In my work with college-aged students, I frequently get asked the question, “How can I trust people more?” And, while I’m no expert, I have learned some thoughts and suggestions over the years myself that I typically offer to them as a means of encouragement. Not long ago, however, a student asked me a much harder question – one that I had difficulty answering initially. This student asked me, “Why trust people?”
The student was not interested in learning about how to trust people until having a decent reason why we should trust people in the first place. The longer I spoke with the student, I realized the importance of the question (and the inadequacy of my answers). After the conversation, I was left with some questions of my own. I felt convinced that we ought to trust other people, but I had a hard time articulating why.
So, after a few days of processing and doing some quick research, these are three basic principles that I realized. Hopefully they can be helpful as we each seek to answer this question for ourselves.
Continue reading “Trusting Others”
I wish there was a better way to preserve the way we feel on certain days. There are some feelings, certain experiences, special moments in life that I wish we could just bottle up and keep stored away – able to feel them afresh anytime we like. I vaguely remember what was going on in my heart and in my head 10 years ago as I awoke on the day of my wedding. I remember being eager, nervous, exhausted, impatient, grateful, hopeful, and full of disbelief that this remarkable woman wanted to be married to me. I remember feeling so many different emotions that day. In my memory it feels like a blur now, like the hazy remembrance of a dream from the night before that is fading away. Only, every morning since, I’ve awoken to that dream come true.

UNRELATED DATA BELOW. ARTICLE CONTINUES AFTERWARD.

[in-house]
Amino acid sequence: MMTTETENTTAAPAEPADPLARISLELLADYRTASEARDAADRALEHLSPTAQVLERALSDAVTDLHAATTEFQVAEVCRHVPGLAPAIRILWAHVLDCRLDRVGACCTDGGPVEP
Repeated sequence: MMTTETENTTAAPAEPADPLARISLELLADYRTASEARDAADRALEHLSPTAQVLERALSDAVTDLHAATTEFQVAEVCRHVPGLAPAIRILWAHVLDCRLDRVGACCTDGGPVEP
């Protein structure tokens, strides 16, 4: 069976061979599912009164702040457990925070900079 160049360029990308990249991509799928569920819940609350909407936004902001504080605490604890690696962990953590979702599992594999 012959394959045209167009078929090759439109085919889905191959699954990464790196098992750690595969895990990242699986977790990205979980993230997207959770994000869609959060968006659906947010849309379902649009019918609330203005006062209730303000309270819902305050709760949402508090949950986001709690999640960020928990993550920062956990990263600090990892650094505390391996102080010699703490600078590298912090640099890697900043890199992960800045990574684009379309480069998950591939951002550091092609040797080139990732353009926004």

Continue reading “First and Ten”
There are two types of people in the world: those who are extroverts and those who are introverts. I am an introvert (an ISTJ for those who know Myers-Briggs), which is neither here nor there, but lately it’s become en vogue to flaunt one’s introverted-ness as a leadership strength (see here, here, here, and here).
Woo hoo. Power to the introverts.
Continue reading “The Introverted Disciple-Maker”
As my sixth class of 25 Forge students arrived this past week, I couldn’t help but notice what I consider to be one of the most difficult obstacles in making disciples. As the students lugged their belongings into the apartments and began to get to know one another, I kept thinking about all that was involved in getting them here: a lengthy application process, an interview, then an acceptance commitment, then several packets of information, lots of phone calls, scheduled arrival times, and, finally, a welcome dinner for the students and their families (just to name a few).
That’s when it hit me:
Continue reading “Discipleship 101 – The Biggest Obstacle”
When I was in college I was fortunate enough to have a man not only impart the Gospel to me, but also his very life as well (1 Thes. 2:8). I would not be the minister I am today without his investment in my life. In fact, being his disciple for two years has had more impact on the way I do ministry today than my seminary education did.
Unfortunately, I find my story to be a rare one. Whether in the lives of the college students I work with on a regular basis, my peers, or even other believers who are older than me, few have been discipled. Too few. Alarmingly few.
How can this be? It is one of the most fundamental elements of being a follower of Jesus – and yet there are few who are being obedient. How are we okay with this? Simple. We’ve come up with some really good excuses. Actually, they’re really lame – but we seem to think they justify our obstinance. Here are 10 that I hear all too frequently:
Continue reading “Top 10 Excuses for not Making Disciples”